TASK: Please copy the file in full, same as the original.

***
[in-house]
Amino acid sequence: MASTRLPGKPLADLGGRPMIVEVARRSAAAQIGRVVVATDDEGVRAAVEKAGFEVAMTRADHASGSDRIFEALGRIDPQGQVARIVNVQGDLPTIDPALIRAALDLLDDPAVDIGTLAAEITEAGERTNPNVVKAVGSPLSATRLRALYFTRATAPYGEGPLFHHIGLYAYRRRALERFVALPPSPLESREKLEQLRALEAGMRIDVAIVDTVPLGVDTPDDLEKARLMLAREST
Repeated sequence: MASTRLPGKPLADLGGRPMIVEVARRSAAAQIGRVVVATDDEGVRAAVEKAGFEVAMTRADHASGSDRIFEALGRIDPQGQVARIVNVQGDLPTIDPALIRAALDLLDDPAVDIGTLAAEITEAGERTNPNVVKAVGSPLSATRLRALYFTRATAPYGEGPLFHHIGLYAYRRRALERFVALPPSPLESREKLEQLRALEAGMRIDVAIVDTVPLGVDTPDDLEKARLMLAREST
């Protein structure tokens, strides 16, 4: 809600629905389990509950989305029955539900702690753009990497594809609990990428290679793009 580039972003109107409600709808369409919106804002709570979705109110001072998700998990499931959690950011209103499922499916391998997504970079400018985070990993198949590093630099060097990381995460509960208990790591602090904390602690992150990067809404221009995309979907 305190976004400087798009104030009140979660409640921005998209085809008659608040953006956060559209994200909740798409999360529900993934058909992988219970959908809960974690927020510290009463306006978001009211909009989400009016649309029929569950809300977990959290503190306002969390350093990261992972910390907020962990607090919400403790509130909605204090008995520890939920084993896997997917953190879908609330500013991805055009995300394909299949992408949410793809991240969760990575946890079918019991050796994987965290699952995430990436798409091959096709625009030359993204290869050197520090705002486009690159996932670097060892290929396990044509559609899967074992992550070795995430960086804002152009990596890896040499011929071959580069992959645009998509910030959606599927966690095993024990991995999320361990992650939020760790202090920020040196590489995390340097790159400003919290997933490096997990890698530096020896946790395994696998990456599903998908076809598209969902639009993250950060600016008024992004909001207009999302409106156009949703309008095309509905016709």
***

[in-house]
Amino acid sequence: MASTRLPGKPLADLGGRPMIVEVARRSAAAQIGRVVVATDDEGVRAAVEKAGFEVAMTRADHASGSDRIFEALGRIDPQGQVARIVNVQGDLPTIDPALIRAALDLLDDPAVDIGTLAAEITEAGERTNPNVVKAVGSPLSATRLRALYFTRATAPYGEGPLFHHIGLYAYRRRALERFVALPPSPLESREKLEQLRALEAGMRIDVAIVDTVPLGVDTPDDLEKARLMLAREST
Repeated sequence: MASTRLPGKPLADLGGRPMIVEVARRSAAAQIGRVVVATDDEGVRAAVEKAGFEVAMTRADHASGSDRIFEALGRIDPQGQVARIVNVQGDLPTIDPALIRAALDLLDDPAVDIGTLAAEITEAGERTNPNVVKAVGSPLSATRLRALYFTRATAPYGEGPLFHHIGLYAYRRRALERFVALPPSPLESREKLEQLRALEAGMRIDVAIVDTVPLGVDTPDDLEKARLMLAREST
């Protein structure tokens, strides 16, 4: 809600629905389990509950989305029955539900702690753009990497594809609990990428290679793009 580039972003109107409600709808369409919106804002709570979705109110001072998700998990499931959690950011209103499922499916391998997504970079400018985070990993198949590093630099060097990381995460509960208990790591602090904390602690992150990067809404221009995309979907 305190976004400087798009104030009140979660409640921005998209085809008659608040953006956060559209994200909740798409999360529900993934058909992988219970959908809960974690927020510290009463306006978001009211909009989400009016649309029929569950809300977990959290503190306002969390350093990261992972910390907020962990607090919400403790509130909605204090008995520890939920084993896997997917953190879908609330500013991805055009995300394909299949992408949410793809991240969760990575946890079918019991050796994987965290699952995430990436798409091959096709625009030359993204290869050197520090705002486009690159996932670097060892290929396990044509559609899967074992992550070795995430960086804002152009990596890896040499011929071959580069992959645009998509910030959606599927966690095993024990991995999320361990992650939020760790202090920020040196590489995390340097790159400003919290997933490096997990890698530096020896946790395994696998990456599903998908076809598209969902639009993250950060600016008024992004909001207009999302409106156009949703309008095309509905016709």